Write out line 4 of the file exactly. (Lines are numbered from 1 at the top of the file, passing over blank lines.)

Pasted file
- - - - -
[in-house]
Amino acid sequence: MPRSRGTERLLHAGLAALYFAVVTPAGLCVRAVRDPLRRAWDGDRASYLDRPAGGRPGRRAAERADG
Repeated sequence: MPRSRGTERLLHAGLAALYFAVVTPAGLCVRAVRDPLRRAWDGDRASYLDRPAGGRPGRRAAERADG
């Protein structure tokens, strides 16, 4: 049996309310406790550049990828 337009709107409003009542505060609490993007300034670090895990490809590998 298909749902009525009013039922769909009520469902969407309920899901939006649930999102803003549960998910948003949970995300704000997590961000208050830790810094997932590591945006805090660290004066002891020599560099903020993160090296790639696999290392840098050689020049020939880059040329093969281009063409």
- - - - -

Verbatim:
């Protein structure tokens, strides 16, 4: 049996309310406790550049990828 337009709107409003009542505060609490993007300034670090895990490809590998 298909749902009525009013039922769909009520469902969407309920899901939006649930999102803003549960998910948003949970995300704000997590961000208050830790810094997932590591945006805090660290004066002891020599560099903020993160090296790639696999290392840098050689020049020939880059040329093969281009063409």